Legislation enables state to receive $1 billion in federal funding, restores UA scholarships
JUNEAU – The Alaska House of Representatives on Monday will hold a third and final vote on legislation funding the capital budget, which would enable the state to receive $1 billion in federal funding for highway and construction projects.
The vote on Senate Bill 2002 is scheduled to occur two days before a key July 31 deadline and comes after two prior votes fell short of achieving the needed three-quarter supermajority. A vote earlier this week fell just one shy of the needed 30-member support.
S.B. 2002 has far-reaching implications beyond the potential loss of federal highway funding. The bill also contains important “reverse sweep” language, which would reverse the governor’s unprecedented action to zero out university scholarships to 12,000 students, increase rural energy rates by eliminating Power Cost Equalization, and take away grants from organizations that serve domestic violence victims and the homeless.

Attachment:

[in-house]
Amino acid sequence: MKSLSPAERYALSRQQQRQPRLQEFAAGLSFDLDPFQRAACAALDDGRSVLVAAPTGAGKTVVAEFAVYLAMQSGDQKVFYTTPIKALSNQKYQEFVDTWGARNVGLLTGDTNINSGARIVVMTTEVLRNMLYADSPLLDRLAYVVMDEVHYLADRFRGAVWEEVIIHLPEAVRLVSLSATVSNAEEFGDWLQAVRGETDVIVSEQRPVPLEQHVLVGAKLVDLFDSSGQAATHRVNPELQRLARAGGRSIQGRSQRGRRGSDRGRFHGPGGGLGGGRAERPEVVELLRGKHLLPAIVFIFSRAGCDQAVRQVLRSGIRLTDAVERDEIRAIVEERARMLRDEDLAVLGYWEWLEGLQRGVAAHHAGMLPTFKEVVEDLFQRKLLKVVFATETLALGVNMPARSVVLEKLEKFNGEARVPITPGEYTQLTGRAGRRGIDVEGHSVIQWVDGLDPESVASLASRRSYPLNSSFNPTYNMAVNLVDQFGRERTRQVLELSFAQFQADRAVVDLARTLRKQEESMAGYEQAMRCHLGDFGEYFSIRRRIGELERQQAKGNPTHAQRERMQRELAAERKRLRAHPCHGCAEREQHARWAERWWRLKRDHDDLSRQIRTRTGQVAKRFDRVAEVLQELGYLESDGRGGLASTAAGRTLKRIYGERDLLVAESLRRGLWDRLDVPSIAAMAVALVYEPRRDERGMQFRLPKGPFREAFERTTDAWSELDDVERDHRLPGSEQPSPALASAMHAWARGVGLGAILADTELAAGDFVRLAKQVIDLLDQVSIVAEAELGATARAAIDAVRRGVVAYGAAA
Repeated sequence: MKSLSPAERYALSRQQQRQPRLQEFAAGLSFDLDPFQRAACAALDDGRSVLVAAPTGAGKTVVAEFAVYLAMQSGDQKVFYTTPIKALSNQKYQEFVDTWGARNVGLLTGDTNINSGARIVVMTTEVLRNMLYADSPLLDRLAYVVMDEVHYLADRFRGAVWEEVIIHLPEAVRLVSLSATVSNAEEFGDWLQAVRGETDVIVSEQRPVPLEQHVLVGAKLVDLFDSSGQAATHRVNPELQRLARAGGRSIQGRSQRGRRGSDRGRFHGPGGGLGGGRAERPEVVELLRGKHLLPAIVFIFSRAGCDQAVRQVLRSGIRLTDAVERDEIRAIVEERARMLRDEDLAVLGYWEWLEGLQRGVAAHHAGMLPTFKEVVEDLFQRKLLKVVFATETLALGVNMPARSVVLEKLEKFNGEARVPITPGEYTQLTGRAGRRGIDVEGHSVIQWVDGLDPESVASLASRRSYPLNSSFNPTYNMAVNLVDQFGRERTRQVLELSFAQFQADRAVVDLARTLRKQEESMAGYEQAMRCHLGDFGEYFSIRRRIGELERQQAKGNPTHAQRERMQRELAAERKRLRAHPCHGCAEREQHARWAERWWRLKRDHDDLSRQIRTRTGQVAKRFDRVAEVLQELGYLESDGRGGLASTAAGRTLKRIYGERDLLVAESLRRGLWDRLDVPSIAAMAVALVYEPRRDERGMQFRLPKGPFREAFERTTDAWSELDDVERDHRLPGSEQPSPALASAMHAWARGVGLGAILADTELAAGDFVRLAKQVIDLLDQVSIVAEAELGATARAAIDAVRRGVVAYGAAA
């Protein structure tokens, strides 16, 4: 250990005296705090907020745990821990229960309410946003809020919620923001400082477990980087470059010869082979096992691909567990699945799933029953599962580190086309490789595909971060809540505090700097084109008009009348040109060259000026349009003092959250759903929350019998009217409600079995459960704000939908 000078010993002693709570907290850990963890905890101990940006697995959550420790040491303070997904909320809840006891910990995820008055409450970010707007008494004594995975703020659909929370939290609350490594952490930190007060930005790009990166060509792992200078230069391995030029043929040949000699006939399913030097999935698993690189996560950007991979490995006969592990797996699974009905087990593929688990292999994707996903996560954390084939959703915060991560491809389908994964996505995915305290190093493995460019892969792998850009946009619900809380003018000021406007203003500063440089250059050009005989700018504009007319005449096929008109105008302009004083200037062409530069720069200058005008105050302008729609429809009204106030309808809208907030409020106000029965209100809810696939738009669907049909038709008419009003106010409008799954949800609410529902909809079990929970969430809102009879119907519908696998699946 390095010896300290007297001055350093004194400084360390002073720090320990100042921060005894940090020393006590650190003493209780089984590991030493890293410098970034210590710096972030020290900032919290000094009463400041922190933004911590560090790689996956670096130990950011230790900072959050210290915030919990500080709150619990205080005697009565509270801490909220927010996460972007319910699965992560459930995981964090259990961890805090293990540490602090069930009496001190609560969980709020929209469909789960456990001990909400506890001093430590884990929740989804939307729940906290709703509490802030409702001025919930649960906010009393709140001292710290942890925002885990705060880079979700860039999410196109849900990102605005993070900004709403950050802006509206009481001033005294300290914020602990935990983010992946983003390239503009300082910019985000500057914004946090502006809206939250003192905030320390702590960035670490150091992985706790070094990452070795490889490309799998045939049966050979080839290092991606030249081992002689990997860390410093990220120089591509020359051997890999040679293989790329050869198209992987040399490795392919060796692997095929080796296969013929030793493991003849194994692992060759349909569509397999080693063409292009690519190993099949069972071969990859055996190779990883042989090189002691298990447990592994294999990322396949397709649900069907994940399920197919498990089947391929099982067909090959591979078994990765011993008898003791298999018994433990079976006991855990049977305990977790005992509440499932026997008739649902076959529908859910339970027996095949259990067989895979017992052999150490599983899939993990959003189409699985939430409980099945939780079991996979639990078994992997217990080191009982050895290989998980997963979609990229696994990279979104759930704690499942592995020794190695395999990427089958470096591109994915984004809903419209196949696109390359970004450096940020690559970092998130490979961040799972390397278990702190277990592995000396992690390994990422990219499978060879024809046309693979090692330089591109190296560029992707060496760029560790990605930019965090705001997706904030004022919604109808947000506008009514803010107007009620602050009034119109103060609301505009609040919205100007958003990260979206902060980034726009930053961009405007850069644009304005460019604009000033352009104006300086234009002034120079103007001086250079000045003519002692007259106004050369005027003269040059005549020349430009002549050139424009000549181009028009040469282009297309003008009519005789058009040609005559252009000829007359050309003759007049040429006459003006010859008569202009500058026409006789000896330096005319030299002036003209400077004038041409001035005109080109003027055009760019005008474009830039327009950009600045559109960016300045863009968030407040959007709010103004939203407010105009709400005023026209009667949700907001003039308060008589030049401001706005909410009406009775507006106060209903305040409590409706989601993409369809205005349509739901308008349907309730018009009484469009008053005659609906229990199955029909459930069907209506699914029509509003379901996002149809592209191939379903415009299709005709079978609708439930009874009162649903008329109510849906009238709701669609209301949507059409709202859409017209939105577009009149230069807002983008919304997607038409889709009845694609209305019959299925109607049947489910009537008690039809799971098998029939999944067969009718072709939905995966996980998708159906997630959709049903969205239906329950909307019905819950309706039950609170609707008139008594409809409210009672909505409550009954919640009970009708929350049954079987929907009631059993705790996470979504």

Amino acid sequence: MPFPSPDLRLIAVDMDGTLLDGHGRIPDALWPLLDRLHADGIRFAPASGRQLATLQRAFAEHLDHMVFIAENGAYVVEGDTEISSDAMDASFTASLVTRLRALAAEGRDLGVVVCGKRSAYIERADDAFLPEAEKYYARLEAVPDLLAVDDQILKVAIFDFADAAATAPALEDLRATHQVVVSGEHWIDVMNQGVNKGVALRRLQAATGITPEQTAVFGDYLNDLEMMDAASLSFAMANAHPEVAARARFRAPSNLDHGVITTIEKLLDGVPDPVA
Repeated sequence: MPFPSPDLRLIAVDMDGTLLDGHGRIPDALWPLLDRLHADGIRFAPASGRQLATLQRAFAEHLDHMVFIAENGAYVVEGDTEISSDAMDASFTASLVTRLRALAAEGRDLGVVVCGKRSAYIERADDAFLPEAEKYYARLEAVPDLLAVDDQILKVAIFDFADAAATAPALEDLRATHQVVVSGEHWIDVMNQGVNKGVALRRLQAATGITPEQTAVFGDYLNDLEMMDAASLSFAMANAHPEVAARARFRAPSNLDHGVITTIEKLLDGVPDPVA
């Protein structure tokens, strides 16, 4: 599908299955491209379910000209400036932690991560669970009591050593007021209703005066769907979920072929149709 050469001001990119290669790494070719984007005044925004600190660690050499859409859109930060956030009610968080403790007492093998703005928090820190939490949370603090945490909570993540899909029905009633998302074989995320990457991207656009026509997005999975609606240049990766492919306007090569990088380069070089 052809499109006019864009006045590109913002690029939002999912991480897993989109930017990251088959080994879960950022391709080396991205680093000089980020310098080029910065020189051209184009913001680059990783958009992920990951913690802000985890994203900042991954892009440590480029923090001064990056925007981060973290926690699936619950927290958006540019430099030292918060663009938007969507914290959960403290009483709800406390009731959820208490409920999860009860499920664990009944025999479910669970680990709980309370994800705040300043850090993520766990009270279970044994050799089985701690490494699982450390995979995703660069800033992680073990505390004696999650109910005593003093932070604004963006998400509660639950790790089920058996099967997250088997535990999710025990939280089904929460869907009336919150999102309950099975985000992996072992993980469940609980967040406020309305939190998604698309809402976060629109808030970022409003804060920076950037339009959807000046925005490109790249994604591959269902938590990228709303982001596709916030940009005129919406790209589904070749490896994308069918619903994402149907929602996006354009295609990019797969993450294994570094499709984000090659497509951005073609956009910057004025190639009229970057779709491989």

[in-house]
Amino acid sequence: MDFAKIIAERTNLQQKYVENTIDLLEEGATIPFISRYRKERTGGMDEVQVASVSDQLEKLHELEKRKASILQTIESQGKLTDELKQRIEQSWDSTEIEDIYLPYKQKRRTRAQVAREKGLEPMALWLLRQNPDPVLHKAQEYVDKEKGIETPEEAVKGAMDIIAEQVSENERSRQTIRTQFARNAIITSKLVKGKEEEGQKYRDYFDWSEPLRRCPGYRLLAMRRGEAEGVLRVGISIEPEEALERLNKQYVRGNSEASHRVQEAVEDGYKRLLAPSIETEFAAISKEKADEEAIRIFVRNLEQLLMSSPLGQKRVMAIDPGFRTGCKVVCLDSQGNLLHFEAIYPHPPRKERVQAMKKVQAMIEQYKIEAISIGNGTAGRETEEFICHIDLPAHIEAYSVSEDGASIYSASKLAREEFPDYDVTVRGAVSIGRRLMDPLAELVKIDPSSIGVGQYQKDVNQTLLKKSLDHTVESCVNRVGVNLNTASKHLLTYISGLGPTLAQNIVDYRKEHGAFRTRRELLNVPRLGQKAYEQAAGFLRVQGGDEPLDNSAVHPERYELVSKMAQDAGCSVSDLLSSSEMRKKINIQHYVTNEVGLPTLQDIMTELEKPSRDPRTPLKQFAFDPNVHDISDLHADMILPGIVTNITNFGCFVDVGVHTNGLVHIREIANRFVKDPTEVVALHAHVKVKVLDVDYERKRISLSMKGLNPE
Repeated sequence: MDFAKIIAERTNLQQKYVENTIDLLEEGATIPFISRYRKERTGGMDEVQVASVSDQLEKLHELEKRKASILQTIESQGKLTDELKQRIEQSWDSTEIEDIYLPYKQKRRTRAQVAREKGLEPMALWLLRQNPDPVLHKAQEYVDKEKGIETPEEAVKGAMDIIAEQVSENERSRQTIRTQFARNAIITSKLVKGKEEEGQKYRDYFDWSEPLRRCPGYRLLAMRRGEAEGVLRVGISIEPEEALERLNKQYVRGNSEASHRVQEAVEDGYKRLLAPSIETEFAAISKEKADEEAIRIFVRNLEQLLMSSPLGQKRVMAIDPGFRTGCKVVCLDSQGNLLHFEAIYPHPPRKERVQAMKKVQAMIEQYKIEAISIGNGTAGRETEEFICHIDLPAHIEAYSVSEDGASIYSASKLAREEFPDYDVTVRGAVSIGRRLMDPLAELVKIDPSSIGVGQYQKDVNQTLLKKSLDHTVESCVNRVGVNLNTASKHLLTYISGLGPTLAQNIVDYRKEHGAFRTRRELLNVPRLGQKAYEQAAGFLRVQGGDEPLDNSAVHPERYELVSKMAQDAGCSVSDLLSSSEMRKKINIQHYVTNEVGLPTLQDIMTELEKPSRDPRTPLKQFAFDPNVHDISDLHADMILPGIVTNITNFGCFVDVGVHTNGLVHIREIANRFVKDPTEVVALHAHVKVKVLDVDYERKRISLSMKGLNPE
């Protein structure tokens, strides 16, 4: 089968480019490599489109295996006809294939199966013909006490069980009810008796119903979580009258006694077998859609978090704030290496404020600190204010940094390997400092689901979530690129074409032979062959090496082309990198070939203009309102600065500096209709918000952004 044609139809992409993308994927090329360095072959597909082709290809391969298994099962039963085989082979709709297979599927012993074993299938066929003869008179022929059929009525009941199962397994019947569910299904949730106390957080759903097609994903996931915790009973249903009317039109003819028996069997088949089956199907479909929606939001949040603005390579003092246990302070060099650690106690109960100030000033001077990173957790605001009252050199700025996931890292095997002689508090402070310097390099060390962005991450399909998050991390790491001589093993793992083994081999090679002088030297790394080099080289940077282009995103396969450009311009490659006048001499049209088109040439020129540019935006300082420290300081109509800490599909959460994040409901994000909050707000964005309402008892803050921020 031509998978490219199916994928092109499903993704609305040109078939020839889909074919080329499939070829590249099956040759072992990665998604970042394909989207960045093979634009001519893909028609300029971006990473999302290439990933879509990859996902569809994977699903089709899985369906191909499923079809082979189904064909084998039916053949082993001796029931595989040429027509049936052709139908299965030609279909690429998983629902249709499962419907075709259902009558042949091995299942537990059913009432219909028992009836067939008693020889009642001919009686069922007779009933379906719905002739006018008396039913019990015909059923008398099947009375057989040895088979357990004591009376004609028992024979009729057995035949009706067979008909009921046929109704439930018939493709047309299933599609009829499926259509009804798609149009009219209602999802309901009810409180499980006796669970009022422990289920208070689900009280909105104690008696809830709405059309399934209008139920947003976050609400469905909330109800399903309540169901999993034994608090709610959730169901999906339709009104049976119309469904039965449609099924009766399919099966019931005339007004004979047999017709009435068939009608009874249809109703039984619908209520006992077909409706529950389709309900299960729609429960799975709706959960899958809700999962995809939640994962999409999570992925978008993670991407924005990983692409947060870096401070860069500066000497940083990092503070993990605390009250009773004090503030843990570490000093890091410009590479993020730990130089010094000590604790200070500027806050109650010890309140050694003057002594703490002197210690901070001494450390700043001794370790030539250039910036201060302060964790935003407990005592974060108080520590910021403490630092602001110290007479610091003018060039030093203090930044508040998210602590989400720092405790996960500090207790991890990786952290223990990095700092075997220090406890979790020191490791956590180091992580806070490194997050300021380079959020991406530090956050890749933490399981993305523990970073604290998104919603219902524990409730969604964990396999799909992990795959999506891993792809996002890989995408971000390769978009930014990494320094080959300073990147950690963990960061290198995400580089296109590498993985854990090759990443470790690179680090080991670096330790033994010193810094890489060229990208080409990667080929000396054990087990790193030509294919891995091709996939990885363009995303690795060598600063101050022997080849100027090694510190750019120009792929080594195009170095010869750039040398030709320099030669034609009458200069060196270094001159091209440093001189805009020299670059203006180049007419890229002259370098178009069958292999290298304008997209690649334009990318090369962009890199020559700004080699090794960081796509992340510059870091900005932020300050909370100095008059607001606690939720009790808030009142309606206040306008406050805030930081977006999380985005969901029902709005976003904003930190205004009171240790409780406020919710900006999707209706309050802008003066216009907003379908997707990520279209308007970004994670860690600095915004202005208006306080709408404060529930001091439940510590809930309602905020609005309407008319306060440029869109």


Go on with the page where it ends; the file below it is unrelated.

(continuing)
A law that repealed and replaced Senate Bill 91 with tough on crime provisions will also remain unfunded until the capital budget passes, among many other damaging consequences.
House Speaker Bryce Edgmon (I-Dillingham) on Thursday announced the planned vote to rescind previous action on S.B. 2002 in order to get the thirtieth vote. This motion is the final opportunity for the capital budget to pass the Legislature and to then be transmitted to the governor.
“Now is the time to act and prove that Alaska is truly open for business,” Speaker Edgmon said. “This capital budget provides our private sector the resources needed to build our state, gives an incentive to keep our most qualified students from pursuing opportunities outside, and equalizes power costs so individuals and small businesses can survive whether they operate in large urban centers or rural communities.”
Communications Director, Alaska House Majority